One of the most notable aspects in the way many atheists ask questions about religion is the fact that they tend to be very scientific or pragmatic about it. What I mean is that their focus is usually on empirical and verifiable evidence for the faith. It often seems as if they are saying, “if you can prove to me that miracles are possible, then I will believe in God.” Another common approach is, “if you can sufficiently convince me, using verifiable evidence, that God exists, then I will believe in God.” These sound like honest requests, and they are to some extent. And many Christians, in the name of apologetics, have gone to great lengths to present an evidential case for the existence of God. However, my main concern is that the sincerity and honesty of the asker does not necessarily make their question valid or even relevant.
Apologetics is good, and the Bible does call us to always be ready to give a reason for our hope. As a matter of fact, I love apologetics. But I am always reminded that apologetics is not evangelism. It may open the way, prepare the hearts and lay the groundwork for the Gospel, but it is not the Gospel. We must always be careful not to substitute evidence or proof of God for a conviction of Faith. We are called to give a reason for OUR hope, not a reason for THEIR conceptualization of OUR hope.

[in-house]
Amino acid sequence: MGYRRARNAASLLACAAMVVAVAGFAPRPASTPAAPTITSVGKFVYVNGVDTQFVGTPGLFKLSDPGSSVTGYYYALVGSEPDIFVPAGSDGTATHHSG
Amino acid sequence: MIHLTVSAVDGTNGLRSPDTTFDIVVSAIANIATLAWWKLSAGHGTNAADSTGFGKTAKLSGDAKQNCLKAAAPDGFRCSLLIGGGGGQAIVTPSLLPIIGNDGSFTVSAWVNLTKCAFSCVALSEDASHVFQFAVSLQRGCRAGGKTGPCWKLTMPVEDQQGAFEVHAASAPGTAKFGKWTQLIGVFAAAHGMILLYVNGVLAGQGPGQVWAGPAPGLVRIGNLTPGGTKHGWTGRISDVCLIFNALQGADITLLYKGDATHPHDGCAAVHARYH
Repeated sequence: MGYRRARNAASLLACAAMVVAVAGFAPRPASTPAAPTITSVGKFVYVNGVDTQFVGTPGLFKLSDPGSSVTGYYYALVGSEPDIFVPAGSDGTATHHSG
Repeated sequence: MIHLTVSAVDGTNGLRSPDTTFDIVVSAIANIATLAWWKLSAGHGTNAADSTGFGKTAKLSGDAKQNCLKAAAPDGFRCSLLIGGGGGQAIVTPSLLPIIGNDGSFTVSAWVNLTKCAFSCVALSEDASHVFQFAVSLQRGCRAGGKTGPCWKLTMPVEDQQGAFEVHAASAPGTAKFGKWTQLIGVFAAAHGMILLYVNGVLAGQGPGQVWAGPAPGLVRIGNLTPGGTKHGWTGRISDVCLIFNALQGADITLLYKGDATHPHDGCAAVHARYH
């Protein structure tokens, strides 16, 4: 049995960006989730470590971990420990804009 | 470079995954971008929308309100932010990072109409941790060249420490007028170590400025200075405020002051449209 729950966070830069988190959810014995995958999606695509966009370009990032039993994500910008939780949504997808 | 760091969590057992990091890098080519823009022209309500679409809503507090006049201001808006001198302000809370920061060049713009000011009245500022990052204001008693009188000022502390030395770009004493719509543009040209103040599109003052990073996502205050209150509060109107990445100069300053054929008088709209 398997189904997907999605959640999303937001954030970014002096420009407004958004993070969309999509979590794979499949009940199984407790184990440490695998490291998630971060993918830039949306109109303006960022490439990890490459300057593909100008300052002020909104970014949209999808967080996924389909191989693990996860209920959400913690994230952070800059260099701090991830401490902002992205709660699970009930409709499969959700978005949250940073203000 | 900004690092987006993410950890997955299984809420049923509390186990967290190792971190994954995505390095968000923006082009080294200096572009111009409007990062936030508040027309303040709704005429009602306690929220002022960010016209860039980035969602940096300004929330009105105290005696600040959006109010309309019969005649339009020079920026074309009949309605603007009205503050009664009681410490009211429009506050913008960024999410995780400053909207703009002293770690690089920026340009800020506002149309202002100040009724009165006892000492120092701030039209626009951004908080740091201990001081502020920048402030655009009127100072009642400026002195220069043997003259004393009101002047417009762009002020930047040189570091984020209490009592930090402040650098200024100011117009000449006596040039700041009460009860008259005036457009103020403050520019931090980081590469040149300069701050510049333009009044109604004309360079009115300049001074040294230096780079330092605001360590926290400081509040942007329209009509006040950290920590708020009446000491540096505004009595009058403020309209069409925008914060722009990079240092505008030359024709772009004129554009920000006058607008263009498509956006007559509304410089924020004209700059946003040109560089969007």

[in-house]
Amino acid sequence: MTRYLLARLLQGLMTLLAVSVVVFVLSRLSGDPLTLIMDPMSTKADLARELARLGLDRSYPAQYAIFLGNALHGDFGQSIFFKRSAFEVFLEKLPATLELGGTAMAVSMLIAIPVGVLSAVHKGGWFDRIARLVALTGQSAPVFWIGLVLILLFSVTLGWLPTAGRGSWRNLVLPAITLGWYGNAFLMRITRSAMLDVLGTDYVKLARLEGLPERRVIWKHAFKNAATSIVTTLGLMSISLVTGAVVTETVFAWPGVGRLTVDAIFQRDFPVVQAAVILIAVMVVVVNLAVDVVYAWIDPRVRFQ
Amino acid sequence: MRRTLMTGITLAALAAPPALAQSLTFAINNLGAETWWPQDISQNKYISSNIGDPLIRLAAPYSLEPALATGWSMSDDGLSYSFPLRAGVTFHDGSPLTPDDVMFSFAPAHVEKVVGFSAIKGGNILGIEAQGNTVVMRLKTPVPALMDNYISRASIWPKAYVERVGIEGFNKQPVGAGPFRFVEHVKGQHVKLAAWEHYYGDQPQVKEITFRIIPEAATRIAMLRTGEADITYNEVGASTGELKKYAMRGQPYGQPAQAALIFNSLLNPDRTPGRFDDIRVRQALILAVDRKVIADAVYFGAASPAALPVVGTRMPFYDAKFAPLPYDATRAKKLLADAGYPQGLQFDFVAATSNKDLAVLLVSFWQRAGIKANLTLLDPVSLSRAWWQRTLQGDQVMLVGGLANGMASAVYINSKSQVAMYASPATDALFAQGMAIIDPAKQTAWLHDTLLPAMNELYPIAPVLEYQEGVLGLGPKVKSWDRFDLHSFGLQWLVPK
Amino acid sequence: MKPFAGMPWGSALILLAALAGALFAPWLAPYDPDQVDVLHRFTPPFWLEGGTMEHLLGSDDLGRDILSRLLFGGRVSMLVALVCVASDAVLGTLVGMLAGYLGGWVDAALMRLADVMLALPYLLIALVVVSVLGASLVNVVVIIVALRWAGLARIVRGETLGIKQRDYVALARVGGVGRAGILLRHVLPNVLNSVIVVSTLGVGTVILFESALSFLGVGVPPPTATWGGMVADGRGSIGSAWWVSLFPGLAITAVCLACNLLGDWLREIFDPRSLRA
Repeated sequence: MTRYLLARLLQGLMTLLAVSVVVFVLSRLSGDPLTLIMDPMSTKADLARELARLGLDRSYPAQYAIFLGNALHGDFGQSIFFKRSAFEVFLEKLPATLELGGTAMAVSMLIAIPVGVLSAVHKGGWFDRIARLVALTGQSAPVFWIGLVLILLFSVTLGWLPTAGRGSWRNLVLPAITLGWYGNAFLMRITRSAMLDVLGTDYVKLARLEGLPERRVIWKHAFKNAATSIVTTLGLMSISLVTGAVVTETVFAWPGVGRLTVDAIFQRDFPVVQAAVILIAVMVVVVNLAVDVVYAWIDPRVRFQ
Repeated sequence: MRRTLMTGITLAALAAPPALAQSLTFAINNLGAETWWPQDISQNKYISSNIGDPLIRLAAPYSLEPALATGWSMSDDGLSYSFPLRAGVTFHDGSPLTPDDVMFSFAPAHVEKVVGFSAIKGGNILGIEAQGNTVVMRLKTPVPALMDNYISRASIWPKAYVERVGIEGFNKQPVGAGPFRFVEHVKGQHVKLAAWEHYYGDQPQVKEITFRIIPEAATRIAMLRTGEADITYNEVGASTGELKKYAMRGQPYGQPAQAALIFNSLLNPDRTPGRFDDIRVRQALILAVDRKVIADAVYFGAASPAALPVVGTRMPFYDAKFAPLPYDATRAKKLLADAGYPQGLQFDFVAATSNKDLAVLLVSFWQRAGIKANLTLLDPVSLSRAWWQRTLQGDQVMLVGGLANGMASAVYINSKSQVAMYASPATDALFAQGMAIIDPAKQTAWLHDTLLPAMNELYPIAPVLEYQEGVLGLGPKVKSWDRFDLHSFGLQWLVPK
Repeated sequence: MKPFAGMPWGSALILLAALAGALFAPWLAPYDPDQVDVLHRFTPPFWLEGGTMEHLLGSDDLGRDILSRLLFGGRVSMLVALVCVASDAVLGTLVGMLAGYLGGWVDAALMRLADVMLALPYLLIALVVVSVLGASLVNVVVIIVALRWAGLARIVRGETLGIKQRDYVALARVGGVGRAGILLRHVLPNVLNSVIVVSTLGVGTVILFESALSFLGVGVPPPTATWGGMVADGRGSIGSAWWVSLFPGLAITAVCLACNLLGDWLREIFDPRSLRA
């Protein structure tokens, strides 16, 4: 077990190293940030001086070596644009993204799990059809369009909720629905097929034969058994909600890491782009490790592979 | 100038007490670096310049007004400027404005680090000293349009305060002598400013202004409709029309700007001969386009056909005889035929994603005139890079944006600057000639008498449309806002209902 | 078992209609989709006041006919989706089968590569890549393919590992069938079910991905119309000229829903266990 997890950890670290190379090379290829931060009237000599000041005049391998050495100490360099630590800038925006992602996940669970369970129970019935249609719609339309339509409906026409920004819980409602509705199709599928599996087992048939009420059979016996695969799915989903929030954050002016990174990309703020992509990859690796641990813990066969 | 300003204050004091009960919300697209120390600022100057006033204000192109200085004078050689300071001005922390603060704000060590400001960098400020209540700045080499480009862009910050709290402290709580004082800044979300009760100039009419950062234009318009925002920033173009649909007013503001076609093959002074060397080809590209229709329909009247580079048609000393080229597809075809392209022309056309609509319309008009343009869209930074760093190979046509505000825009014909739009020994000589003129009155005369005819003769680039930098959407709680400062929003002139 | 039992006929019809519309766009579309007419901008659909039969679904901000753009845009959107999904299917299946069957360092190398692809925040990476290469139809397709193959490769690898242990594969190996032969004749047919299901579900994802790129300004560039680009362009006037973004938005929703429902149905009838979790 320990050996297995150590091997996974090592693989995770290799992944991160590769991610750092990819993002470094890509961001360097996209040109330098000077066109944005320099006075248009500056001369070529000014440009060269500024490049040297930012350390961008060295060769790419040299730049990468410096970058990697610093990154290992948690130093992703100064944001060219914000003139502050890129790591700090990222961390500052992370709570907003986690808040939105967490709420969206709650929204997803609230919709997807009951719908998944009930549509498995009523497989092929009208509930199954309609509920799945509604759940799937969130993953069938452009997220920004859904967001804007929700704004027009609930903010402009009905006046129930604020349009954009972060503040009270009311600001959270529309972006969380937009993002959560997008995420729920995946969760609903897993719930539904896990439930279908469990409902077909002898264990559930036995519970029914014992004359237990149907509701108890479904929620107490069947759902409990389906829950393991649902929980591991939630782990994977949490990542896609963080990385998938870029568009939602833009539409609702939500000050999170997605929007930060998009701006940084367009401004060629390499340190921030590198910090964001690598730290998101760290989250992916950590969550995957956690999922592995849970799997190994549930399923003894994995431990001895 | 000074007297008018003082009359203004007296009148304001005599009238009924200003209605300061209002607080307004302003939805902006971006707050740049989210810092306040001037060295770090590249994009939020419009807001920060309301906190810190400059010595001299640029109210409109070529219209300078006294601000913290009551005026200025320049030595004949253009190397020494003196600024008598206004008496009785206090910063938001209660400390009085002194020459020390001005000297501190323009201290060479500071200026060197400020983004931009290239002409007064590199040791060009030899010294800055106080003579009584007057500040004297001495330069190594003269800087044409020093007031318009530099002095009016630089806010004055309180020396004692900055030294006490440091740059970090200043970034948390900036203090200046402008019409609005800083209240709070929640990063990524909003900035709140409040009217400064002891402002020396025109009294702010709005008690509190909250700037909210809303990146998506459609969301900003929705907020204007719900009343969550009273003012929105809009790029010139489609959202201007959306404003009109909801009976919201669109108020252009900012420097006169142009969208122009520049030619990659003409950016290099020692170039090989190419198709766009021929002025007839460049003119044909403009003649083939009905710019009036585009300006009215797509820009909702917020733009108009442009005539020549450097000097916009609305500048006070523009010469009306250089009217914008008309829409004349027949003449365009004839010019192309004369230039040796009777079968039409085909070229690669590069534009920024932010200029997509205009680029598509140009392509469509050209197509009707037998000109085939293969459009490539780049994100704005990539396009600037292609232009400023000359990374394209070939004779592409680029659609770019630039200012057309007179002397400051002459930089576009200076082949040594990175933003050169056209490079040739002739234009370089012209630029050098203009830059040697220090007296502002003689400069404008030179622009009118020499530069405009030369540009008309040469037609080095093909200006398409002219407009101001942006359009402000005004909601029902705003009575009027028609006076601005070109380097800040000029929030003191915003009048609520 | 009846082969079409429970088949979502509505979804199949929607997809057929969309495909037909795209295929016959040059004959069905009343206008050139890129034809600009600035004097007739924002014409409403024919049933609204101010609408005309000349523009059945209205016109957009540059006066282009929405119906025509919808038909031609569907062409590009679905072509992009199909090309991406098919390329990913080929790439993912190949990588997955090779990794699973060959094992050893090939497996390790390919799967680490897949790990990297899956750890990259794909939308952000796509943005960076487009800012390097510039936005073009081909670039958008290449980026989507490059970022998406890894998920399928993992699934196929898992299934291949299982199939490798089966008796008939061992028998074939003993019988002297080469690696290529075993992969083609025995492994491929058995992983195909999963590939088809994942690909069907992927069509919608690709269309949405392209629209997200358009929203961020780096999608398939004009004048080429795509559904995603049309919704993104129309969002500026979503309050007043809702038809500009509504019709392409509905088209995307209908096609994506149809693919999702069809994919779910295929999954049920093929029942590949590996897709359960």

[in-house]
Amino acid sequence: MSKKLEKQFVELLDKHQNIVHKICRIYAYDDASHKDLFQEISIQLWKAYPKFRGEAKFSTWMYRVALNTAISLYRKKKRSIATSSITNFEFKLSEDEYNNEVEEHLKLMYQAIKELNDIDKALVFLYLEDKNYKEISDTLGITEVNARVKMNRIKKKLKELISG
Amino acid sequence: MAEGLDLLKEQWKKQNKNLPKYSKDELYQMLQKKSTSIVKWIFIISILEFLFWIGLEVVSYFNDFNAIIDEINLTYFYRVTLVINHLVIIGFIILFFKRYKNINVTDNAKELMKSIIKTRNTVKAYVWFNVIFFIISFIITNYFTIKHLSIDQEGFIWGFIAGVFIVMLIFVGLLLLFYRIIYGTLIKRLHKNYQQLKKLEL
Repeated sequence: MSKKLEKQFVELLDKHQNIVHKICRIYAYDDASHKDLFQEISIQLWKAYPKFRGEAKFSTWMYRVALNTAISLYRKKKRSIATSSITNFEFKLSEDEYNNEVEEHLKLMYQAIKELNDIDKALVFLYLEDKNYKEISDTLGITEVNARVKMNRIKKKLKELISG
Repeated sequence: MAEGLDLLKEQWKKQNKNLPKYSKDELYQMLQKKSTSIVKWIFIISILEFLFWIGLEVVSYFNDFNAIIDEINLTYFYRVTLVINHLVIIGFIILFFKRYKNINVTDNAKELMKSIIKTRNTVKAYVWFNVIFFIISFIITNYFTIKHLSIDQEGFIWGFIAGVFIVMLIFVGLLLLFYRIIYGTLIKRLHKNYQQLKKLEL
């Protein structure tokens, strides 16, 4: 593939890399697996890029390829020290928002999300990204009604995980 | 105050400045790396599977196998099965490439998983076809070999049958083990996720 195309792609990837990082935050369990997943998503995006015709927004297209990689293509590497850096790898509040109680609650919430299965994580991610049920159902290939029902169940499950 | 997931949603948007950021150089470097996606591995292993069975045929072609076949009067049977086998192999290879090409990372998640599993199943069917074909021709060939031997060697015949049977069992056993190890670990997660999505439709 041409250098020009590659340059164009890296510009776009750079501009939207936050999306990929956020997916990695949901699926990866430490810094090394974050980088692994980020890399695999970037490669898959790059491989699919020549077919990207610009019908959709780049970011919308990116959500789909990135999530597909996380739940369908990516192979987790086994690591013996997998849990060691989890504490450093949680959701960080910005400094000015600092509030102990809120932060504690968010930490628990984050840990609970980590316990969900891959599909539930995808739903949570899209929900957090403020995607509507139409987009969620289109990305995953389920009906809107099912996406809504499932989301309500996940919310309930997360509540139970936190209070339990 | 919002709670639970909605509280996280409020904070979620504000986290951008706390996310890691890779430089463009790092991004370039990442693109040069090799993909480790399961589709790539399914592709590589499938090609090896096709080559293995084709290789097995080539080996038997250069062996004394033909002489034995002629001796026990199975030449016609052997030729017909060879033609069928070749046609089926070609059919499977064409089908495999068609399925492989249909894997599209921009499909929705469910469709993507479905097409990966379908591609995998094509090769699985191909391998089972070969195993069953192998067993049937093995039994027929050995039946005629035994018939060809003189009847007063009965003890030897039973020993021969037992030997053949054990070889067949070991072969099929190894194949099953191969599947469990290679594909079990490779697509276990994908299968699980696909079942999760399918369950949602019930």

This is where the focus of this post lies. Proving that God exists will not necessarily lead to Faith in God. Belief in the existence of God is not belief in God. Belief in God (or Faith) is what the Bible defines it to be, not what anyone chooses to understand it to be. Faith in God is the belief, as Truth, the claims about God, sin, Jesus, and the Cross and what implications these claims have upon the life of a person. It is not enough to give scientific evidence and proof that Jesus did exist, that Jesus was divine and that Jesus did rise from the dead. It is possible for someone to believe that all these things are true and still have these things make no difference in his or her life. The devil himself believes in the facts of the Gospel message. He believes that these things happened. But believing that something happened is not equal to acknowledging as true, the implications of those happenings. I can believe that the sky is blue because I have confirmed it using science (sense), but that does not necessarily mean that I also believe that the blueness of the sky has a direct (active) impact upon the meaning of my life and the whole essence of my being.